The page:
Route learning in virtual environments: Strategies in route learning

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Emily Farran, Jo Van Herwegen (Kingston University) and Susie Formby completed an exciting project looking at eye movements in route learning in Williams syndrome (WS). We were interested in how people navigate their way between different places. This skill enables people to learn a route from home to school, re-orientate when lost and to give directions. Landmarks provide crucial information for route learning, they enable us to find our way from A to B by acting as beacons (a tall tree) or reference points (a post box). The ability to learn routes and use landmarks to navigate is an essential skill for independent living.

Our study used a Virtual Environment (VE) to present computer mazes and eye tracking to investigate landmark use during the learning process. Past research has investigated landmark use by measuring recall of landmarks after participants have learnt a route. Our research was the first to combine route learning and eye tracking, which enabled measurement of attention to landmarks during route learning. In typical development (TD), determining which landmarks are relevant and use of landmarks when navigating develops with chronological age (CA).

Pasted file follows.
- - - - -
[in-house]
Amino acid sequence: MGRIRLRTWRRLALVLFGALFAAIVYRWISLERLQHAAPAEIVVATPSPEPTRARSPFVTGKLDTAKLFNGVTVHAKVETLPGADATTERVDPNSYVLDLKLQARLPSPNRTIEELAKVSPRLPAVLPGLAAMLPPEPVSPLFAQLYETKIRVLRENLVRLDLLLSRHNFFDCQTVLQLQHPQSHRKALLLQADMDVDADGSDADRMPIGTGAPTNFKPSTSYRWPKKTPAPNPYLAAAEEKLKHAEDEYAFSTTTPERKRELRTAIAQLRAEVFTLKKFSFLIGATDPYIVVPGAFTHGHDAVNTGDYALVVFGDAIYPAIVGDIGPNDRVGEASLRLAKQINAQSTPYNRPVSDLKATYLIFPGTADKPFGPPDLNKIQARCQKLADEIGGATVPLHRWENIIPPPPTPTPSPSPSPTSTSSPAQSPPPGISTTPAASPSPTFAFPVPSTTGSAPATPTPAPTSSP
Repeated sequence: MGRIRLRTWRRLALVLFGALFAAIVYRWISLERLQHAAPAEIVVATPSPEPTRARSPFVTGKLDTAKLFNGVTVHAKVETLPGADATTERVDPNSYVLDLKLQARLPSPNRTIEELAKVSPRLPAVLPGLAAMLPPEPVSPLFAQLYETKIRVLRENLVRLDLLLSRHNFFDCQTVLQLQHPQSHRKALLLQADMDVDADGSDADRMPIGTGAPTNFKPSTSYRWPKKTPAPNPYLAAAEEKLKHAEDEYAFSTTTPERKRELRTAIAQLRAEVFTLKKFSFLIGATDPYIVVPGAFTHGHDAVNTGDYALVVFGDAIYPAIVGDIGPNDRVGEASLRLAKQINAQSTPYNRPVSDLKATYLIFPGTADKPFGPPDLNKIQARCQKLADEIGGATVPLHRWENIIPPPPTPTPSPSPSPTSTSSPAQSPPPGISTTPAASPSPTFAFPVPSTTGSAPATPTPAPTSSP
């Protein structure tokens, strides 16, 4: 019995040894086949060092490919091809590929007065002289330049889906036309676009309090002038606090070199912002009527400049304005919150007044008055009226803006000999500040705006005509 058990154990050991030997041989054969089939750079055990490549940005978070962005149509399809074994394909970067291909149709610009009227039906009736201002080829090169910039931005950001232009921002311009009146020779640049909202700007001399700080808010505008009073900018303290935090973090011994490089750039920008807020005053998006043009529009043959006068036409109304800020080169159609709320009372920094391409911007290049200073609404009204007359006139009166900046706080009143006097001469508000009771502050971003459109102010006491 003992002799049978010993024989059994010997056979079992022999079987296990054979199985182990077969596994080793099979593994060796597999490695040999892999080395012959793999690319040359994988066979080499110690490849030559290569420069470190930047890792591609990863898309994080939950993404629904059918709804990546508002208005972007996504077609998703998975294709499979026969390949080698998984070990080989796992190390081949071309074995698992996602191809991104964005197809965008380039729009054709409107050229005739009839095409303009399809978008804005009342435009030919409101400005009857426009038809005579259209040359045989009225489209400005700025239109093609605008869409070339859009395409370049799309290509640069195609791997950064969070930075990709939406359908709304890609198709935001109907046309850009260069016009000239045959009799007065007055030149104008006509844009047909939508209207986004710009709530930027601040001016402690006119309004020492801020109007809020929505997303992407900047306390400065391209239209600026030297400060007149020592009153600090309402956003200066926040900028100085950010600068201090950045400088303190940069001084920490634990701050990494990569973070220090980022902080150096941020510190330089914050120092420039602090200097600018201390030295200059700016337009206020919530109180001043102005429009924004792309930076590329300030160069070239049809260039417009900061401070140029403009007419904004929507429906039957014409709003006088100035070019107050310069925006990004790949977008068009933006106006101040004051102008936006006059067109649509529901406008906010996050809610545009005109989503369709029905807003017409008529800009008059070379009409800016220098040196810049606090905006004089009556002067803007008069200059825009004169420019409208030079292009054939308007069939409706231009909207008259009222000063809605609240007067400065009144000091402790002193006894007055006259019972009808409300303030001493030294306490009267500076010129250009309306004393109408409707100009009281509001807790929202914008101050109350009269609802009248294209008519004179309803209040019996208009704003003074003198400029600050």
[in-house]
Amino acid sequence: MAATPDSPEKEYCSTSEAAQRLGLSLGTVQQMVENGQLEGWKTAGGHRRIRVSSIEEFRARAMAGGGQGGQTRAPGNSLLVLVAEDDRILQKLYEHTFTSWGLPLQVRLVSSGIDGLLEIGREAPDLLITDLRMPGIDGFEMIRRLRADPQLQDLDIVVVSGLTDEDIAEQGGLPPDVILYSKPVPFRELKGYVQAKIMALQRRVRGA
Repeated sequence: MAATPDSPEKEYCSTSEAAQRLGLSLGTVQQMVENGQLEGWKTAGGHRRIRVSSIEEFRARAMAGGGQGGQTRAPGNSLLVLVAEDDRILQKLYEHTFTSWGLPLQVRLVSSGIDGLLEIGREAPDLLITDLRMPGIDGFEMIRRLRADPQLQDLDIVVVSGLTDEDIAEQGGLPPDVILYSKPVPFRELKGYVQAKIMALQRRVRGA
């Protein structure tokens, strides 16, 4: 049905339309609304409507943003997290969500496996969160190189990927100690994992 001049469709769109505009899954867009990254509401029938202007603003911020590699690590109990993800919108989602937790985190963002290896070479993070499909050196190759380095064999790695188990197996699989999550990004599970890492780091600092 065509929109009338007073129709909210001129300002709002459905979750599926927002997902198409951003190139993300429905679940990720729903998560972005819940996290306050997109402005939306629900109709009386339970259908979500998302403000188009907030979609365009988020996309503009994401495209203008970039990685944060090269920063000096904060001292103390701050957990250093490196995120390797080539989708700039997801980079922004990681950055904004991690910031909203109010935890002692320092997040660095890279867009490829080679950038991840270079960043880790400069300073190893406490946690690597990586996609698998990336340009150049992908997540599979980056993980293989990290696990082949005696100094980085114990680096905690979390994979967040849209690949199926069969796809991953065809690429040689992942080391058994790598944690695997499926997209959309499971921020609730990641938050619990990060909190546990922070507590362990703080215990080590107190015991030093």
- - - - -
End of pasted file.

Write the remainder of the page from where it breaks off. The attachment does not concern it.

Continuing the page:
Lab members



Farran, E.K., Formby, S., Daniyal. F., Holmes. T., Van Herwegen, J. (2016). Route-learning strategies in typical and atypical development; eye tracking reveals atypical landmark selection in Williams syndrome. Journal of Intellectual Disability, 60, 933-944. doi: 10.1111/jir.12331

Research groups and centres

Our research is supported by research groups and centres of excellence.

Cognition, Genes and Developmental Variability Lab